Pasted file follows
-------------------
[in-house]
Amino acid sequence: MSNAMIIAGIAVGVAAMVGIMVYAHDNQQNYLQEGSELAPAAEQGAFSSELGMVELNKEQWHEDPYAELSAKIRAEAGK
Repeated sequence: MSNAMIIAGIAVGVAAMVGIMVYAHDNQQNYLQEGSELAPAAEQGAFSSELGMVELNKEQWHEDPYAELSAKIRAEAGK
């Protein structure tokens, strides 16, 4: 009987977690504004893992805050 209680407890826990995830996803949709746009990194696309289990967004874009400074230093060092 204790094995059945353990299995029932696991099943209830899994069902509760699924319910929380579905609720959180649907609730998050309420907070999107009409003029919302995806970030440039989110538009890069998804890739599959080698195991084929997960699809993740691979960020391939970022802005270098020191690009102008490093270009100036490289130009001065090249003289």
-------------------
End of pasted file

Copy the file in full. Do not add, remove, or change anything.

[in-house]
Amino acid sequence: MSNAMIIAGIAVGVAAMVGIMVYAHDNQQNYLQEGSELAPAAEQGAFSSELGMVELNKEQWHEDPYAELSAKIRAEAGK
Repeated sequence: MSNAMIIAGIAVGVAAMVGIMVYAHDNQQNYLQEGSELAPAAEQGAFSSELGMVELNKEQWHEDPYAELSAKIRAEAGK
């Protein structure tokens, strides 16, 4: 009987977690504004893992805050 209680407890826990995830996803949709746009990194696309289990967004874009400074230093060092 204790094995059945353990299995029932696991099943209830899994069902509760699924319910929380579905609720959180649907609730998050309420907070999107009409003029919302995806970030440039989110538009890069998804890739599959080698195991084929997960699809993740691979960020391939970022802005270098020191690009102008490093270009100036490289130009001065090249003289």